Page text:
Presentation on theme: "Windows Server 2012 Storage: Windows Gets a Bit SANer Presented by Mark on twitter 1 V2.00. contents copyright 2013 Mark."— Presentation transcript:
Windows Server 2012 Storage: Windows Gets a Bit SANer Presented by Mark on twitter 1 V2.00. contents copyright 2013 Mark Minasi. Copying and redistribution is strictly forbidden. Thank you for respecting our copyrights.
What this is all about
Main Topics 3
4K Native Support 4
Answer: Advanced Format Drives 5
Which Do You Have? 6 More info at KB
ISO and VHD Mount Support 7
Why SANs and "Shared Storage" Matter 8
Windows Clusters Basic Prototype 9 shared storage Two or more SQL, Hyper-V, file etc. servers attached to the shared storage acting as "nodes" in the "cluster" SQL databases, virtual machine disks (VHDs), DHCP scopes, regular old files, etc Shared storage allowing both systems to do block I/O on the same sectors… iSCSI One of the servers actually reads/writes the shared storage and is the "active" node; the others just wait for the active one to die, and they're the "passive" nodes. In a few special cases, all nodes are simultaneously active; need R2 or 2012 for that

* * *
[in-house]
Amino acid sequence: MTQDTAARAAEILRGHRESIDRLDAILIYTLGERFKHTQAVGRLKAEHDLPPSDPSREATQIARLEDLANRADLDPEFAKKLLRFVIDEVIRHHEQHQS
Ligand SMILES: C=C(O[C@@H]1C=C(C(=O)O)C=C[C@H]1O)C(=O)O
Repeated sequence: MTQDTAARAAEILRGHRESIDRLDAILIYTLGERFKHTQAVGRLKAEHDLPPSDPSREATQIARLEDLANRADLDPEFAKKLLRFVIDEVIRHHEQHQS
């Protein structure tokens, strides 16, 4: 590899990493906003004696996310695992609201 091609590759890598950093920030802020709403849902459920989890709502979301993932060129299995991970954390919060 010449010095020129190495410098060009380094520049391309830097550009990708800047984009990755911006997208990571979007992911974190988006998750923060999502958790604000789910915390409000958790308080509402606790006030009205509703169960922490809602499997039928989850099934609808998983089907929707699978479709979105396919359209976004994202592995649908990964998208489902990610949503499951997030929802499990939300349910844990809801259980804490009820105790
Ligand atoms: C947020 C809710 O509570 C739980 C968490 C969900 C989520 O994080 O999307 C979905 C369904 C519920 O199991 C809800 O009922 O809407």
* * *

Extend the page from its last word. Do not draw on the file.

"Shared Storage" 10
How We Did Shared Storage 11
What a SAN Does 12 Take a bunch of actual disks… Clump them together into what now looks like a single big pool of storage…
What a SAN Does 13 And SANs then let us carve out pieces of the pool called "LUNs" which look like actual physical hard drives… Each of which is available to a server that understands how to speak the iSCSI protocol, which lets us talk SCSI over TCP/IP. The server thinks it's a physical hard disk that it's talking to.
Why Bother? 14
More and Cheaper Options in SANs 15
What Storage Spaces Does 16 Take a bunch of actual disks… Create a "Storage Pool"
Storage Spaces then lets us carve out pieces of the pool called “virtual disks“ And Server 2012 includes the software to act as an iSCSI server (a "target") or a client (an "initiator")
Build a SAN With Windows Server 18
19 physical disk Storage Pool Virtual disks / LUNs Volume(s) SMB File Shares NFS File Shares iSCSI virtual disks/LUN s This is the hierarchy, which is why the GUI order is so odd… Volum e